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“There are very few live music­al exper­i­ences like a full orches­tra,” says Adán E. Tijer­ina, gen­er­al man­ager of Orches­tra Wel­ling­ton, the longest-run­ning city-based orches­tra in New Zea­l­and. Sit­ting across from me at a soda bar near Cuba Street, Tijer­ina speaks pas­sion­ately about the power of orches­tral arrange­ments, and the rela­tion­ship between clas­sic­al and pop­u­lar music.

Appoin­ted to his post two years ago, in the inter­ven­ing time he’s over­seen our orchestra’s brand­ing shift from the Vec­tor Wel­ling­ton Orches­tra to Orches­tra Wel­ling­ton. He has also worked along­side the board and music­al director/composer Marc Tad­dei to push the organ­isa­tion into the future, while sim­ul­tan­eously remain­ing respect­ful towards the sense of tra­di­tion Orches­tra Wel­ling­ton has cul­tiv­ated over 62 seasons.

Dur­ing their 2014 sea­son, the orches­tra will con­tin­ue down this path. “The fea­tured cycle of the year is the inclu­sion of all of Joseph Haydn’s Par­is Sym­phon­ies,” Tijer­ina reveals, before enthus­ing about their import­ance to Tad­dei. Along­side this, he notes that Haydn’s sym­phon­ies will be jux­ta­posed with romantic song cycles by Mahler, Richard Wag­n­er and Moz­art, as well as an eclect­ic mix­ture of music from Stravinksy, Rim­sky-Kor­sakov and Orff. Also excit­ing is the world premiere of new work writ­ten espe­cially for Orches­tra Wel­ling­ton by com­poser-in-res­id­ence Dav­id Downes.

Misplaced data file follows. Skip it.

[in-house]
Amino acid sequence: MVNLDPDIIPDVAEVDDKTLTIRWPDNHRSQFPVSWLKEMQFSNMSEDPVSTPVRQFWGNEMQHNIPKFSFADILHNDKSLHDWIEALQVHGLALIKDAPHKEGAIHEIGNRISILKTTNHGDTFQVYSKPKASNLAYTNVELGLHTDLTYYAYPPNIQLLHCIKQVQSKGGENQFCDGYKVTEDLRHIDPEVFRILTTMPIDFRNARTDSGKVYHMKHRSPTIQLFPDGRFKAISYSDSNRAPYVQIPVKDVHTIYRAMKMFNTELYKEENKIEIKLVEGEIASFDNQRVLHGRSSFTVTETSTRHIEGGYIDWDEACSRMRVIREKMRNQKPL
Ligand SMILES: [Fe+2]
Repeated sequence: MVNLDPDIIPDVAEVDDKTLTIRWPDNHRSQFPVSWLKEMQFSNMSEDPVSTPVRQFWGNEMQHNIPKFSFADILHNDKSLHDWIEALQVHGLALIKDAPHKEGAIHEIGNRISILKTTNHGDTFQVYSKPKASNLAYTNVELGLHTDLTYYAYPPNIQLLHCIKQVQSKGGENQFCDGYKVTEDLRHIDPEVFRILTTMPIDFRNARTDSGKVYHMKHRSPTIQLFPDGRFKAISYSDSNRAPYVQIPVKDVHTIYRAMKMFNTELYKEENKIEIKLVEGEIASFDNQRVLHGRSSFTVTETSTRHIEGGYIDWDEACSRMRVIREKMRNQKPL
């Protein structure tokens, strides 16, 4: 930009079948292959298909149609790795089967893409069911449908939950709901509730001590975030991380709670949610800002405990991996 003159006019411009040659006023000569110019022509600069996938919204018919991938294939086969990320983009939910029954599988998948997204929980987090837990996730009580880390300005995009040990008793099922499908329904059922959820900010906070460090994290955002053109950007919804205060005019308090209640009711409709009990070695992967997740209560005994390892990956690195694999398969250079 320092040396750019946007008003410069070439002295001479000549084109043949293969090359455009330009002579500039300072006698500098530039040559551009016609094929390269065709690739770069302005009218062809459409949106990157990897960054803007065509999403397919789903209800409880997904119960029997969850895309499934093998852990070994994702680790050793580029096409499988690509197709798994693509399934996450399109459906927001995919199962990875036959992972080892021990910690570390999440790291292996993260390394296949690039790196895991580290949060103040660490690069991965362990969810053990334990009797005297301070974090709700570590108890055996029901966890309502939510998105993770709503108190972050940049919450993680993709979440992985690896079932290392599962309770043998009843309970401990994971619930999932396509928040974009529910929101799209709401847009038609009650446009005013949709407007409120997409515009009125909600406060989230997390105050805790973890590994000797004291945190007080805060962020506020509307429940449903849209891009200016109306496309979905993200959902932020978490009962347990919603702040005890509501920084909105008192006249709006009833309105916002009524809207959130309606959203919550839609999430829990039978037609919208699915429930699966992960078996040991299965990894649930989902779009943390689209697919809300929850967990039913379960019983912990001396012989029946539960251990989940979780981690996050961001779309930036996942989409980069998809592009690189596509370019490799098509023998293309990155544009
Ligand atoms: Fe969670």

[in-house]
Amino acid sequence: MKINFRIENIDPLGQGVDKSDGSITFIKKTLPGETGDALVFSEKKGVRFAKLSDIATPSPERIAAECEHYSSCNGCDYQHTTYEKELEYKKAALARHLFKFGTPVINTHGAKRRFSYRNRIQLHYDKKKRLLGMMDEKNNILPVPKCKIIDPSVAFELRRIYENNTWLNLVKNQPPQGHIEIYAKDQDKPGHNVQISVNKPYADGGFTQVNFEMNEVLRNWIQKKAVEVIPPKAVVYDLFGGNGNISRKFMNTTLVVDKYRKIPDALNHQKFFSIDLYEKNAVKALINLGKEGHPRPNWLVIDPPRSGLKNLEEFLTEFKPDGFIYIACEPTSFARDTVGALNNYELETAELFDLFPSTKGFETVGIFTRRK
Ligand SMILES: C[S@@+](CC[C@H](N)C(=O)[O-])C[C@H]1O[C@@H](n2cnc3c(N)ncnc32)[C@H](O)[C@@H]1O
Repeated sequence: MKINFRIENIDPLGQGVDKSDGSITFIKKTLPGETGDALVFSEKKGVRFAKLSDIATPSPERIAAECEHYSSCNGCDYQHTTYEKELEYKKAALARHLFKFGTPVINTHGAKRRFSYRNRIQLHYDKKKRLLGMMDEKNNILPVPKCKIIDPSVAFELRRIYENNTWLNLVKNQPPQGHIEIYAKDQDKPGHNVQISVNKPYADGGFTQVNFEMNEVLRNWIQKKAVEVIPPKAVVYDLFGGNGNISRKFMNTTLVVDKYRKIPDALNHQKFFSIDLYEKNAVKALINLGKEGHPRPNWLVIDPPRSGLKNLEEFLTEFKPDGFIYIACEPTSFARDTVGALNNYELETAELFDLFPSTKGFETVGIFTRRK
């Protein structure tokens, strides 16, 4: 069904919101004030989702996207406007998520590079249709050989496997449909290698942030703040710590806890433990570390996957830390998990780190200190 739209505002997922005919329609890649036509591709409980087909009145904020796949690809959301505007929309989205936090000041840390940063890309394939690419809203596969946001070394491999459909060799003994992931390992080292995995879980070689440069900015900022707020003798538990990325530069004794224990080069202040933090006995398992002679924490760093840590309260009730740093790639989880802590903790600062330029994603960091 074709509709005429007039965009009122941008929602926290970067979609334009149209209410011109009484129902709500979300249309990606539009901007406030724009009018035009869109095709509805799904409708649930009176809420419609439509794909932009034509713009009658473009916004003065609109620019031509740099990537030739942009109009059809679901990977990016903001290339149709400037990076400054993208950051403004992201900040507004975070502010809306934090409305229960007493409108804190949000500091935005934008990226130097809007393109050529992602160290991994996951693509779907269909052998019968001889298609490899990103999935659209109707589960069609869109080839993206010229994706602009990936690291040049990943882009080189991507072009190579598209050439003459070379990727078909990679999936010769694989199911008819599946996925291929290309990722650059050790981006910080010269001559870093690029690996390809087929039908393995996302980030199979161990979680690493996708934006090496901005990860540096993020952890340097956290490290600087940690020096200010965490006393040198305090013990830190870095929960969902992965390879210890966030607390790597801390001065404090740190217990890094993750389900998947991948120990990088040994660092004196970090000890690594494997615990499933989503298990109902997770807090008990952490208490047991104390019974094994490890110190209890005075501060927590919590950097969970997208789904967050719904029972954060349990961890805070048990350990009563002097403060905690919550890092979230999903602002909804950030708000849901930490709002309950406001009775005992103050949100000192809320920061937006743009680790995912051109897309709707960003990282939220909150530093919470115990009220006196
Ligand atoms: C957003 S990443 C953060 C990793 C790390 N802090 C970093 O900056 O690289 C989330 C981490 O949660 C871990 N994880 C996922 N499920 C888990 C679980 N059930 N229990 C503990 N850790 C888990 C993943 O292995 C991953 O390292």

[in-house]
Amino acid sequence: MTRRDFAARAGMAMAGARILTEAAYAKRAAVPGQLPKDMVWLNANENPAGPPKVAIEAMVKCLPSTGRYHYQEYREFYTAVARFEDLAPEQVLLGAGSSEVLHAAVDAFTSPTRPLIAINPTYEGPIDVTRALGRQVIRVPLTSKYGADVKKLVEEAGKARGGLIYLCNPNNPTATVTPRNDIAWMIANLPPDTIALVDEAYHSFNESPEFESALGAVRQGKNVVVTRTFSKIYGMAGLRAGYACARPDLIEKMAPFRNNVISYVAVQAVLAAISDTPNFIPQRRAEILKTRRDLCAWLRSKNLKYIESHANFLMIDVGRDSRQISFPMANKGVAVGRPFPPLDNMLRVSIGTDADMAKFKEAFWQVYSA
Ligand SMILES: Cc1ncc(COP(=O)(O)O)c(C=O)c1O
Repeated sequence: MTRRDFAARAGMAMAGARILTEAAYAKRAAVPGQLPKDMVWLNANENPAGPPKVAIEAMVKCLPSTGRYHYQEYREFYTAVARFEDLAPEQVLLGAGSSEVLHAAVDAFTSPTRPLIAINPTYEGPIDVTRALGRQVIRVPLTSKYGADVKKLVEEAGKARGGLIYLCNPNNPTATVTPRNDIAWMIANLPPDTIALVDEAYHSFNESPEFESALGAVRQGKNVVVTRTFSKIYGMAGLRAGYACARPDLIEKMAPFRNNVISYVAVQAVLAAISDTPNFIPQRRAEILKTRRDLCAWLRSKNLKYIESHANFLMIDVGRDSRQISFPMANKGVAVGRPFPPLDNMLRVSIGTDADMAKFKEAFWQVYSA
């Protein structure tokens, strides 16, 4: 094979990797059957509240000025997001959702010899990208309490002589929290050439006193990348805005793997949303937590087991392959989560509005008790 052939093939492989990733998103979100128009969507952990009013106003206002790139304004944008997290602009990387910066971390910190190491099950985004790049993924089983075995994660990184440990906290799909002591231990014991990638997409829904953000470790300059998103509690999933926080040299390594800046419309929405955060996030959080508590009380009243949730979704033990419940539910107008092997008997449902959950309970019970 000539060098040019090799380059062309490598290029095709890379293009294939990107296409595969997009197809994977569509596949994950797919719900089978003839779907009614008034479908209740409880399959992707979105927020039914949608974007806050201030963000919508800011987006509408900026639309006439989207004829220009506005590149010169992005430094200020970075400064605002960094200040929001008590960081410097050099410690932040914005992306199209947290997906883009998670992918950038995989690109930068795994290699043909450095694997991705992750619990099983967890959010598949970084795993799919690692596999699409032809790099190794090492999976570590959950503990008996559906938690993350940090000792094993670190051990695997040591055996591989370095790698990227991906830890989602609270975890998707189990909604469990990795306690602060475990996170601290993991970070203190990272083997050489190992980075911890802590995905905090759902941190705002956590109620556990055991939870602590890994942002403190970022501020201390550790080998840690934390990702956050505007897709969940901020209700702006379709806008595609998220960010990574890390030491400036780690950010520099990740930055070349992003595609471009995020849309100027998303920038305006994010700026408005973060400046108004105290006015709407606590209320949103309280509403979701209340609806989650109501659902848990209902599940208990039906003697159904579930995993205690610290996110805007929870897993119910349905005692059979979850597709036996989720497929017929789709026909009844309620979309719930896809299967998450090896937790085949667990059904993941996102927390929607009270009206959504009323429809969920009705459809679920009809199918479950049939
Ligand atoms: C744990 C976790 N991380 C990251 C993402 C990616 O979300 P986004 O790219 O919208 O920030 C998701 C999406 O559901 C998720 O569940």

This year, Tijer­ina and Orches­tra Wel­ling­ton have worked hard to attract new ears to orches­tra events, whilst main­tain­ing the sens­ib­il­it­ies that attract their core audi­ence. Work­ing to a theme of invest­ig­at­ing how pop­u­lar music influ­enced and inspired clas­sic­al com­posers dur­ing the 20th cen­tury, they’ve hos­ted con­certs this year that have included a sax­o­phone quar­tet and jazz rhythm sec­tion solo with­in the orches­tra, as well as vocal appear­ances from world-renowned bass bari­tone Jonath­an Lemalu and much-loved folk-roots sing­er War­ren Max­well (of Trin­ity Roots and Little Bush­man). As part of this, the orches­tra matched works from the found­a­tion­al greats with recent pieces by New Zea­l­and com­posers such as John Psath­as, Juliet Palmer and Karlo Margetic.

As import­ant as it is to deliv­er this magic dur­ing their sea­son of per­form­ances, some­thing equally vital is the deliv­ery of orches­tral music into the com­munity at a grass­roots level. Thanks to some recent Wel­ling­ton Region­al Amen­it­ies Fund­ing, this work will con­tin­ue with loc­al people over the months to come. “That will go dir­ectly towards sup­port­ing the growth of our out­reach and com­munity devel­op­ment activ­ity,” explains Tijerina.

While this engage­ment includes some con­certs with broad fam­ily appeal, it also allows the orches­tra to con­tin­ue part­ner­ing with Aro­hanui Strings to pro­duce a school hol­i­day pro­gramme in the Taita/Pomare area of Lower Hutt. “We’ll poten­tially extend these activ­it­ies to oth­er areas, and also devel­op a dynam­ic small-ensemble pro­gramme that takes music to schools in the Wel­ling­ton region,” Tijer­ina says.

Through these pro­jects, the orches­tra is cre­at­ing oppor­tun­it­ies that allow chil­dren to hear, play and under­stand orches­tral music from a young age. In the pro­cess, Orches­tra Wel­ling­ton is build­ing fresh found­a­tions for the con­tin­ued appre­ci­ation, sup­port and love for the rich tra­di­tions of clas­sic­al music and the power of the orches­tral experience.


Orchestra Wellington
04 801 3882



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